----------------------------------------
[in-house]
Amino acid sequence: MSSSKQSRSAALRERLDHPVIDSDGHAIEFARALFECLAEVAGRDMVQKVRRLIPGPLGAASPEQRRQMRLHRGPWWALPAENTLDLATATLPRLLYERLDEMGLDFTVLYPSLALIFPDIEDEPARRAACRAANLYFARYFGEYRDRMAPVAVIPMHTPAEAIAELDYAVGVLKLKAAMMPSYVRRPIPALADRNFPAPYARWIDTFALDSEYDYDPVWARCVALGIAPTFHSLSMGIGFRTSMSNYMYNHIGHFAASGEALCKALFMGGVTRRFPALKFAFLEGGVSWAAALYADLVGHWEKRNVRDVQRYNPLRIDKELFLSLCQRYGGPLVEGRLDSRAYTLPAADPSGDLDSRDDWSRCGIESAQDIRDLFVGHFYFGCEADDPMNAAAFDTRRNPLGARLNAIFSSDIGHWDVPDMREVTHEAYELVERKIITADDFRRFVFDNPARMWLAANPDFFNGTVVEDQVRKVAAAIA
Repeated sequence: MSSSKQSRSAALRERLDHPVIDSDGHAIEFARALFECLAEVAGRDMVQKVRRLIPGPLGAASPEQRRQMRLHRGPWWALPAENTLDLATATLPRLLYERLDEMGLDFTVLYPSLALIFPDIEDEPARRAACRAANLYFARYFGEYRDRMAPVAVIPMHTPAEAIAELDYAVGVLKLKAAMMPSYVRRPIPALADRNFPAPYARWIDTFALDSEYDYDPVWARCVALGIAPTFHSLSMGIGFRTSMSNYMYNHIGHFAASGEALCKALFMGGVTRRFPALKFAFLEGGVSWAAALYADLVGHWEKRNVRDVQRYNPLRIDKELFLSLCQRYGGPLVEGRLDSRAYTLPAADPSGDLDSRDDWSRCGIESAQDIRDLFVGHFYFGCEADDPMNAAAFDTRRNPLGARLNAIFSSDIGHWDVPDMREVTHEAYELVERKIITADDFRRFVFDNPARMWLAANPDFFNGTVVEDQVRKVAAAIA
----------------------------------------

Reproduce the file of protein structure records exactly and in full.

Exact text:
[in-house]
Amino acid sequence: MSSSKQSRSAALRERLDHPVIDSDGHAIEFARALFECLAEVAGRDMVQKVRRLIPGPLGAASPEQRRQMRLHRGPWWALPAENTLDLATATLPRLLYERLDEMGLDFTVLYPSLALIFPDIEDEPARRAACRAANLYFARYFGEYRDRMAPVAVIPMHTPAEAIAELDYAVGVLKLKAAMMPSYVRRPIPALADRNFPAPYARWIDTFALDSEYDYDPVWARCVALGIAPTFHSLSMGIGFRTSMSNYMYNHIGHFAASGEALCKALFMGGVTRRFPALKFAFLEGGVSWAAALYADLVGHWEKRNVRDVQRYNPLRIDKELFLSLCQRYGGPLVEGRLDSRAYTLPAADPSGDLDSRDDWSRCGIESAQDIRDLFVGHFYFGCEADDPMNAAAFDTRRNPLGARLNAIFSSDIGHWDVPDMREVTHEAYELVERKIITADDFRRFVFDNPARMWLAANPDFFNGTVVEDQVRKVAAAIA
Repeated sequence: MSSSKQSRSAALRERLDHPVIDSDGHAIEFARALFECLAEVAGRDMVQKVRRLIPGPLGAASPEQRRQMRLHRGPWWALPAENTLDLATATLPRLLYERLDEMGLDFTVLYPSLALIFPDIEDEPARRAACRAANLYFARYFGEYRDRMAPVAVIPMHTPAEAIAELDYAVGVLKLKAAMMPSYVRRPIPALADRNFPAPYARWIDTFALDSEYDYDPVWARCVALGIAPTFHSLSMGIGFRTSMSNYMYNHIGHFAASGEALCKALFMGGVTRRFPALKFAFLEGGVSWAAALYADLVGHWEKRNVRDVQRYNPLRIDKELFLSLCQRYGGPLVEGRLDSRAYTLPAADPSGDLDSRDDWSRCGIESAQDIRDLFVGHFYFGCEADDPMNAAAFDTRRNPLGARLNAIFSSDIGHWDVPDMREVTHEAYELVERKIITADDFRRFVFDNPARMWLAANPDFFNGTVVEDQVRKVAAAIA